With Valentine's Day only ten days off, this seemed a good time to write a blog I've been thinking about for some time. Favorite romantic scenes--first declarations of love, resolutions of seemingly insurmountable conflicts, and other heart stopping moments. Here are a few of my favorites, scenes that bring an ache to my throat and put a smile on my face, many of them scenes I've reread so many times I know them by heart.
In no particular order:
1. "Oh, Damerel,
must you be foxed just as this moment? How
odious you are , my dear friend!"
The extended sequence at the end of Georgette Heyer's Venetia
in which Venetia and Damerel work out their differences has it all--conflict, humor, passion, and poignancy. Damerel is a world-weary rake and Venetia is a sheltered, unmarried woman, yet they're so uniquely themselves that they pop off the page, and so obviously soul mates that you can't but feel a catch in your throat as they battle through to their happy ending.
2. "I've just won a wager with myself."
The scene in Freedom & Necessity
by Steven Brust & Emma Bull in which Susan and James confess their feelings (and do rather more than confess them) may be my favorite literary love scene. It's character-driven, emotionally fraught, erotically frank, and yet still filled with mystery. The final scene between the couple in the book is also lovely, and then there's that fabulous last letter James writes to Susan, not to mention all the moments in between.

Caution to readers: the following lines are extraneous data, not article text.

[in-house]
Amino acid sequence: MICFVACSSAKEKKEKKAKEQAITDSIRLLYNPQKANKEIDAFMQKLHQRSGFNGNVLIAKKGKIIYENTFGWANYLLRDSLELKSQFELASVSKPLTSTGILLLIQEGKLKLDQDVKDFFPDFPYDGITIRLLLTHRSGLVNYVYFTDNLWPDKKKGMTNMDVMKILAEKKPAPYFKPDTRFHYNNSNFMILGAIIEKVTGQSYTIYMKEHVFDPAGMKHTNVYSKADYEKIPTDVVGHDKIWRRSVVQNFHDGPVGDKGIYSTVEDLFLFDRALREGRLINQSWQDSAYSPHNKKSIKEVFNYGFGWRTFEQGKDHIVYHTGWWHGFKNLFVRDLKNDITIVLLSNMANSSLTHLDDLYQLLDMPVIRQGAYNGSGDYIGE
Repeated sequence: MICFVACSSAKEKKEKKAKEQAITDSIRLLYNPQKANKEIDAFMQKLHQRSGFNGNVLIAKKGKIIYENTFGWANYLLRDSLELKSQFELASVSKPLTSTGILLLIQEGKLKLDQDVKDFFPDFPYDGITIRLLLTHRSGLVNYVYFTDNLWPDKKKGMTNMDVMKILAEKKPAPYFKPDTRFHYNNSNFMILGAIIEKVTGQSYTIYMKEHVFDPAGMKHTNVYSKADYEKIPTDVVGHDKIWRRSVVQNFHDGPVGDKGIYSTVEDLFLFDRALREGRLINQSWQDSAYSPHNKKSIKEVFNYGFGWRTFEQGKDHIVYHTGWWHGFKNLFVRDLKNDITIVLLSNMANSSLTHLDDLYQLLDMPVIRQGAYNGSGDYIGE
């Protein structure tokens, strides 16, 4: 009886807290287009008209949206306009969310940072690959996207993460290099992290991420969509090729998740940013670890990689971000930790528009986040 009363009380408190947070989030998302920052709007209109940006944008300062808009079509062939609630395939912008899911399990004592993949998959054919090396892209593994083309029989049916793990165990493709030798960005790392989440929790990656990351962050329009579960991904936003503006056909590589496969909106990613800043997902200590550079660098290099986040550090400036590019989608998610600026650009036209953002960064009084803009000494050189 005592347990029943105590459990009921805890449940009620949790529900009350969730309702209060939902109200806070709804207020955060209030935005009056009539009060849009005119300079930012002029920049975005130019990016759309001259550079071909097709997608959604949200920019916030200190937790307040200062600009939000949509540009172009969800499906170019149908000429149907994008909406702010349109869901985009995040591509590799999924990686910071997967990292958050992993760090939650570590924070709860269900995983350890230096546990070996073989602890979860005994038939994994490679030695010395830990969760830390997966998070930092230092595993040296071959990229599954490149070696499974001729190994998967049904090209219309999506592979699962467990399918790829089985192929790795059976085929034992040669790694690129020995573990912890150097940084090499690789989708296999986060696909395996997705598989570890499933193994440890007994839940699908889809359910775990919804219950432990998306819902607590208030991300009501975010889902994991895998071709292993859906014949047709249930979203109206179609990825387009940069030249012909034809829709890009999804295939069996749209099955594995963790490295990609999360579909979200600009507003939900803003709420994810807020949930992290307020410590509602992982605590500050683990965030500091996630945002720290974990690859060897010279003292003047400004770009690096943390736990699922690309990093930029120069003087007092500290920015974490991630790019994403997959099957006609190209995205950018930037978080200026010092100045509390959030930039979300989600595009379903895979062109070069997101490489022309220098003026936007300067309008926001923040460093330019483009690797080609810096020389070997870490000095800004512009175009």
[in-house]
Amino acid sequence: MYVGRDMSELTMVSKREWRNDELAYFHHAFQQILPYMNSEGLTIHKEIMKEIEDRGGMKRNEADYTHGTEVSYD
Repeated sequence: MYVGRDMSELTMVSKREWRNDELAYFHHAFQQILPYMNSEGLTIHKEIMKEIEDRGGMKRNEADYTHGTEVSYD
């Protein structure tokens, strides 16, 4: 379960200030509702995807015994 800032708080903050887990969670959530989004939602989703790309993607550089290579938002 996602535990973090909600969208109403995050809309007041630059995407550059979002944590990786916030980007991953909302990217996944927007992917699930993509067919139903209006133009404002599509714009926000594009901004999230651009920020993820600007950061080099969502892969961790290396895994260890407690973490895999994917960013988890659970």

3. "Monseigneur, I would so much rather be the last woman than the first."These Old Shades
is a comfort read for me, but it isn't my favorite Georgette Heyer. It isn't even in my top three. And yet I've reread the last scene between Avon and Léonie countless times. It's beautifully written and structured, with a wonderful economy of gesture and emotion that speaks volumes. There's very little inner monologue, and yet the emotional shifts are crystal clear.
4. "Now forget your responsibility to everyone else for once in your life and give me a straight answer. Do you want me to stay?"
The final scene in The Armies of Daylight
, the third book in Barbara Hambly's Darwath trilogy, may be the most satisfying lovers-getting-together-against-the-odds scene I've ever read, largely because the odds seem so very high and the happy ending so very much not guaranteed. There's also something about this scene that to me is very much parallel to the Léonie/Avon scene, though the words are very different as are the characters. Yet both stories involve heroes who are considerably older than the heroines and who men capable of shaping the world round them (one a wizard, the other a wealthy, powerful duke). Both men are convinced they'll only bring unhappiness to the woman they love and are trying to do the noble thing and give her up (as is Damerel in scene 1. Doing the right thing can be very sexy). The heroines, Léonie and Gil, are very different women. Yet both are trying to convince the man they love that they
know what they want and would much rather face the future with him, hand in hand. Like the scene from These Old Shades
, this one has beautifully delineated emotional shifts.
5. "I do love nothing in the world so well as you: is not that strange?"
I got to do the church scene between Beatrice and Benedick from Shakespeare's Much Ado About Nothing
in acting class in high school. My fellow sophomore Benedick and I barely scratched the surface of what the scene has to offer. But we had a lot of fun, and I still know most of the lines by heart. And every time I see the play, I find new things in this incredibly rich scene, which is funny, touching, romantic, and fraught with dark emotion.
6. "Placetne, domina?""Placet."
I think I studied Latin college partly so I could understand the dialogue between Peter and Harriet in the final scene of Dorothy Sayers's Gaudy Night